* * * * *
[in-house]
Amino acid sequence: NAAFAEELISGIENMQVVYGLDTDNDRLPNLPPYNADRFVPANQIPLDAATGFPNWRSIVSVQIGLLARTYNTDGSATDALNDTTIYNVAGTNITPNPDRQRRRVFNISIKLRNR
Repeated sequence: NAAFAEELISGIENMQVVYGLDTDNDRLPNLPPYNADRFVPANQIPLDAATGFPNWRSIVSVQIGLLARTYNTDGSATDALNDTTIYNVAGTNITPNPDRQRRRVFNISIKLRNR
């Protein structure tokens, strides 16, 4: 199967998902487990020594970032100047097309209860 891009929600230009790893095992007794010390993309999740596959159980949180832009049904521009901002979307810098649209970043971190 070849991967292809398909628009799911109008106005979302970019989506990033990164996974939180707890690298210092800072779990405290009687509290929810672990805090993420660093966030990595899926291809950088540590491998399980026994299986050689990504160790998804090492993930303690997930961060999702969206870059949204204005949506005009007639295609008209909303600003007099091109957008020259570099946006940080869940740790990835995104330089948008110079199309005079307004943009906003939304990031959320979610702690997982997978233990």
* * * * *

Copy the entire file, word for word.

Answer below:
[in-house]
Amino acid sequence: NAAFAEELISGIENMQVVYGLDTDNDRLPNLPPYNADRFVPANQIPLDAATGFPNWRSIVSVQIGLLARTYNTDGSATDALNDTTIYNVAGTNITPNPDRQRRRVFNISIKLRNR
Repeated sequence: NAAFAEELISGIENMQVVYGLDTDNDRLPNLPPYNADRFVPANQIPLDAATGFPNWRSIVSVQIGLLARTYNTDGSATDALNDTTIYNVAGTNITPNPDRQRRRVFNISIKLRNR
């Protein structure tokens, strides 16, 4: 199967998902487990020594970032100047097309209860 891009929600230009790893095992007794010390993309999740596959159980949180832009049904521009901002979307810098649209970043971190 070849991967292809398909628009799911109008106005979302970019989506990033990164996974939180707890690298210092800072779990405290009687509290929810672990805090993420660093966030990595899926291809950088540590491998399980026994299986050689990504160790998804090492993930303690997930961060999702969206870059949204204005949506005009007639295609008209909303600003007099091109957008020259570099946006940080869940740790990835995104330089948008110079199309005079307004943009906003939304990031959320979610702690997982997978233990």